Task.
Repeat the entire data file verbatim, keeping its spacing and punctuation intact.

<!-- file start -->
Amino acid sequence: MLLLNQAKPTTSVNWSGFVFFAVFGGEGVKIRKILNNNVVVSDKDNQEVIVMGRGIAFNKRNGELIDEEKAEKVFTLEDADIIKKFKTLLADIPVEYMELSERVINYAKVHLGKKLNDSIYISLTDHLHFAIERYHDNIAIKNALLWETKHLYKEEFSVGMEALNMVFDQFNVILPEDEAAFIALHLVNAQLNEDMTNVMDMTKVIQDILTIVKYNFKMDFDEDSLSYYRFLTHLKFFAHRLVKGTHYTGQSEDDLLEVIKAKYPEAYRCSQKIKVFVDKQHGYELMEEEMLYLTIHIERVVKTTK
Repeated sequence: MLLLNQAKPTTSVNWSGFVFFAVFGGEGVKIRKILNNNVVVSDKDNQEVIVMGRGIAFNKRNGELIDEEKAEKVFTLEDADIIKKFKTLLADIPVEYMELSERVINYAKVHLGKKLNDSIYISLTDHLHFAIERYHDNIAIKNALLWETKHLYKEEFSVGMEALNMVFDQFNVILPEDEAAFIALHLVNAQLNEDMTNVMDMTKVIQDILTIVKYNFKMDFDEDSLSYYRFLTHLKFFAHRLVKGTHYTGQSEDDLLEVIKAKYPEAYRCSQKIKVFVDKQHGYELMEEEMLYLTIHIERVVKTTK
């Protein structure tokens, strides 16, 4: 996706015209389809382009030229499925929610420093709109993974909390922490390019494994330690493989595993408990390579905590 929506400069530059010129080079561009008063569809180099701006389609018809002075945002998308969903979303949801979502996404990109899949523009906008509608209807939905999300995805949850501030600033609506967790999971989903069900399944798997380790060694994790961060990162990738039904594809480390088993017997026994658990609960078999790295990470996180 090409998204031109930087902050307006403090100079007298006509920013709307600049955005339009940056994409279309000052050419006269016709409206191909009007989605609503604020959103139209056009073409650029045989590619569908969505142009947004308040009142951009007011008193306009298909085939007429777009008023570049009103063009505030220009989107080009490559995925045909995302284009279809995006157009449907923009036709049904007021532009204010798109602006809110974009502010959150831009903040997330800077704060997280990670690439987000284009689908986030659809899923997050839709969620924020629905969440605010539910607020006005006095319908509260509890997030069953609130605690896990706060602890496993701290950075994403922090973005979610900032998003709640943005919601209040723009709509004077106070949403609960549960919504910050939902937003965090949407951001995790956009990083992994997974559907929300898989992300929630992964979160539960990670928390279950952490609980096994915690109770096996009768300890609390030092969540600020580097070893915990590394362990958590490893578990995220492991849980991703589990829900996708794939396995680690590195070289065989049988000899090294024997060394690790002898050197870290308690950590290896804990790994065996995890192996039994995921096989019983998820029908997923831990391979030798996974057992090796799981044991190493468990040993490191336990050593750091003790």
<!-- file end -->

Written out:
Amino acid sequence: MLLLNQAKPTTSVNWSGFVFFAVFGGEGVKIRKILNNNVVVSDKDNQEVIVMGRGIAFNKRNGELIDEEKAEKVFTLEDADIIKKFKTLLADIPVEYMELSERVINYAKVHLGKKLNDSIYISLTDHLHFAIERYHDNIAIKNALLWETKHLYKEEFSVGMEALNMVFDQFNVILPEDEAAFIALHLVNAQLNEDMTNVMDMTKVIQDILTIVKYNFKMDFDEDSLSYYRFLTHLKFFAHRLVKGTHYTGQSEDDLLEVIKAKYPEAYRCSQKIKVFVDKQHGYELMEEEMLYLTIHIERVVKTTK
Repeated sequence: MLLLNQAKPTTSVNWSGFVFFAVFGGEGVKIRKILNNNVVVSDKDNQEVIVMGRGIAFNKRNGELIDEEKAEKVFTLEDADIIKKFKTLLADIPVEYMELSERVINYAKVHLGKKLNDSIYISLTDHLHFAIERYHDNIAIKNALLWETKHLYKEEFSVGMEALNMVFDQFNVILPEDEAAFIALHLVNAQLNEDMTNVMDMTKVIQDILTIVKYNFKMDFDEDSLSYYRFLTHLKFFAHRLVKGTHYTGQSEDDLLEVIKAKYPEAYRCSQKIKVFVDKQHGYELMEEEMLYLTIHIERVVKTTK
């Protein structure tokens, strides 16, 4: 996706015209389809382009030229499925929610420093709109993974909390922490390019494994330690493989595993408990390579905590 929506400069530059010129080079561009008063569809180099701006389609018809002075945002998308969903979303949801979502996404990109899949523009906008509608209807939905999300995805949850501030600033609506967790999971989903069900399944798997380790060694994790961060990162990738039904594809480390088993017997026994658990609960078999790295990470996180 090409998204031109930087902050307006403090100079007298006509920013709307600049955005339009940056994409279309000052050419006269016709409206191909009007989605609503604020959103139209056009073409650029045989590619569908969505142009947004308040009142951009007011008193306009298909085939007429777009008023570049009103063009505030220009989107080009490559995925045909995302284009279809995006157009449907923009036709049904007021532009204010798109602006809110974009502010959150831009903040997330800077704060997280990670690439987000284009689908986030659809899923997050839709969620924020629905969440605010539910607020006005006095319908509260509890997030069953609130605690896990706060602890496993701290950075994403922090973005979610900032998003709640943005919601209040723009709509004077106070949403609960549960919504910050939902937003965090949407951001995790956009990083992994997974559907929300898989992300929630992964979160539960990670928390279950952490609980096994915690109770096996009768300890609390030092969540600020580097070893915990590394362990958590490893578990995220492991849980991703589990829900996708794939396995680690590195070289065989049988000899090294024997060394690790002898050197870290308690950590290896804990790994065996995890192996039994995921096989019983998820029908997923831990391979030798996974057992090796799981044991190493468990040993490191336990050593750091003790």